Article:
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Amazon’s Plans May Spell Disaster for Netflix

During Netflix’s (Nasdaq: NFLX) earnings call last week, one question posed to the CEO, Reed Hastings, involved the company’s policy toward pay-per-view style movie offerings:

“What’s wrong with being everything to everyone and providing a one-stop shop for digital movies through Netflix?”

Hastings responded:

“I don’t think there’s a lot of brand strength in being… ‘everything for everyone.’ You gain profit and brand strength from being something important and precise. And we believe that unlimited [videos] for a low fee… is the core of our brand proposition. [Pay-per-view] would confuse the brand.”

That’s a sensible point on Hastings’ part. As I mentioned yesterday, Netflix’s renewed focus on its core business is likely a big reason why investors drove shares higher yesterday.

At the same time, though, there’s certainly strong market potential in offering pay-per-view along with a monthly instant streaming subscription.

I myself watch Netflix streaming video just about every day. And as many Netflix subscribers know, popular or recently released movie titles are often missing from the “Watch Instantly” library.

That means I either have to add it to my DVD queue and wait a couple days for it to arrive by mail or – if I don’t feel like waiting – switch over to a different service that gives me the option to rent the video instantly.

But all it takes for Netflix to claim this revenue is a separate rental section on its website or a “rent now” button under the movie icons – not exactly a move that would kill its brand. At least it wouldn’t be as damaging as the Qwikster debacle. And more importantly, Netflix would capitalize on a demand that no other service caters to right now.

Unless Amazon (Nasdaq: AMZN) moves in for the kill, that is…

Amazon Taking Aim at Netflix

Amazon has already elbowed its way into the streaming space with Amazon Instant Video. This essentially allows you to rent or buy movies to watch instantly and purchase episodes of currently running TV shows.

Also, Amazon Prime customers – who pay $79 a year for free two-day shipping and cheap one-day shipping for products bought through the retailer’s site – can instantly view 13,000 of Amazon’s 100,000 available TV titles for free.

So Amazon’s streaming service, not offered via a standalone subscription, hasn’t stepped on Netflix’s toes too much.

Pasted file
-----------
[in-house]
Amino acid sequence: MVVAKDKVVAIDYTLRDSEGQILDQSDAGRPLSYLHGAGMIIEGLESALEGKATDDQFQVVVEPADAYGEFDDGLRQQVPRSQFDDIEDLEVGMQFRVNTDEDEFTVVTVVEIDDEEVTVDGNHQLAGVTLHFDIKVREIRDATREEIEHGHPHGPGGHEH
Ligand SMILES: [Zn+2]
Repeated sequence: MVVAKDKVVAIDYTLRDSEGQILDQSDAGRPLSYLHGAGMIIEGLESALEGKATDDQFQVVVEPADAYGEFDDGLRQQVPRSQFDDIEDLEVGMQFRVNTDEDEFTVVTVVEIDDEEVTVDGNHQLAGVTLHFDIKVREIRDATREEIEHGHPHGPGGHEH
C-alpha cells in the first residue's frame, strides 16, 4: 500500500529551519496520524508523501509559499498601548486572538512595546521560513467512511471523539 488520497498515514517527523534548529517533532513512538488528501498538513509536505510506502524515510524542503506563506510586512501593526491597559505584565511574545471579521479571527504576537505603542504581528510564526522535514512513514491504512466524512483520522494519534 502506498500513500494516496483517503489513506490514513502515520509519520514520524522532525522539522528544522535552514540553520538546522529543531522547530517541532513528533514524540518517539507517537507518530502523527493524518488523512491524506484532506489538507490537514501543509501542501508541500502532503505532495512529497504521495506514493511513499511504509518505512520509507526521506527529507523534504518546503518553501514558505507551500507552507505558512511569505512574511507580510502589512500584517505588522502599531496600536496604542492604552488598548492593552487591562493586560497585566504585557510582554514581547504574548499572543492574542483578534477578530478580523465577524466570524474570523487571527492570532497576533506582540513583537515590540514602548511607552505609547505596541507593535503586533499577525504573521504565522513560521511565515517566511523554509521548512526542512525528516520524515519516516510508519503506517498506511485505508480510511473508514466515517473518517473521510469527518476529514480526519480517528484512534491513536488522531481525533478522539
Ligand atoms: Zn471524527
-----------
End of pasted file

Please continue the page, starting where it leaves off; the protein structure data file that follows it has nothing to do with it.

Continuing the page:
Until now.

The New York Post reported last week that Amazon will soon offer a subscription-based streaming service, just like Netflix. And although the company hasn’t confirmed the news, Reed Hastings echoed those suspicions in his letter to investors last week, saying he expects Amazon to “brand their video subscription offering as a standalone service at a price less than ours.”

I expect we’ll find out for sure if this is the case during Amazon’s earnings announcement this afternoon.

If it’s true, Amazon wouldn’t just be competing directly with Netflix for its subscription-based “binge viewing” audience. With the addition of its existing services, it would also become the “one-stop shop” that digital content consumers like me would love to see.

But even if Amazon begins to trample on Netflix’s turf, is its position in the market strong enough to make a real dent?

A Few Necessary Steps

I’m fully convinced that Amazon is capable of stealing Netflix’s marketshare, especially considering that Netflix is still on shaky ground.

But first, Amazon needs to…

  • Expand its Video Library: Right now, Prime customers can only stream 13,000 titles. Netflix subscribers, on the other hand, can instantly watch over 20,000 titles.
  • Offer the Service on More Devices: You can access Amazon Instant Video on a computer, Kindle Fire tablet, many Android devices, Xbox 360, Roku and select Blu-ray players and HDTVs. But it remains unavailable on some other popular devices that can  stream Netflix titles, like the iPad, iPhone, Wii and PS3.
  • Spread the Word: Unlike Netflix, consumers don’t instantly associate Amazon with instant video content. So if the company decides to make a strong push into on-demand video, it needs to ramp up its marketing efforts accordingly.

So while there may be a few hurdles for Amazon, as we’ve seen with the company’s push into e-reader space, it doesn’t historically have a problem with dominating new markets.

There’s a definite battle brewing in the streaming market space and we’ll be keeping an eye on Amazon’s earnings for any news regarding plans to beef up its efforts.

What do you think? Would you be interested in a “one-stop shop” streaming video offering from Amazon? Sound off in the comments below, or head over to our Google Plus, Twitter or Facebook page to give us your opinion there.

Good investing,

Justin Fritz

Justin Fritz

, Executive Editor

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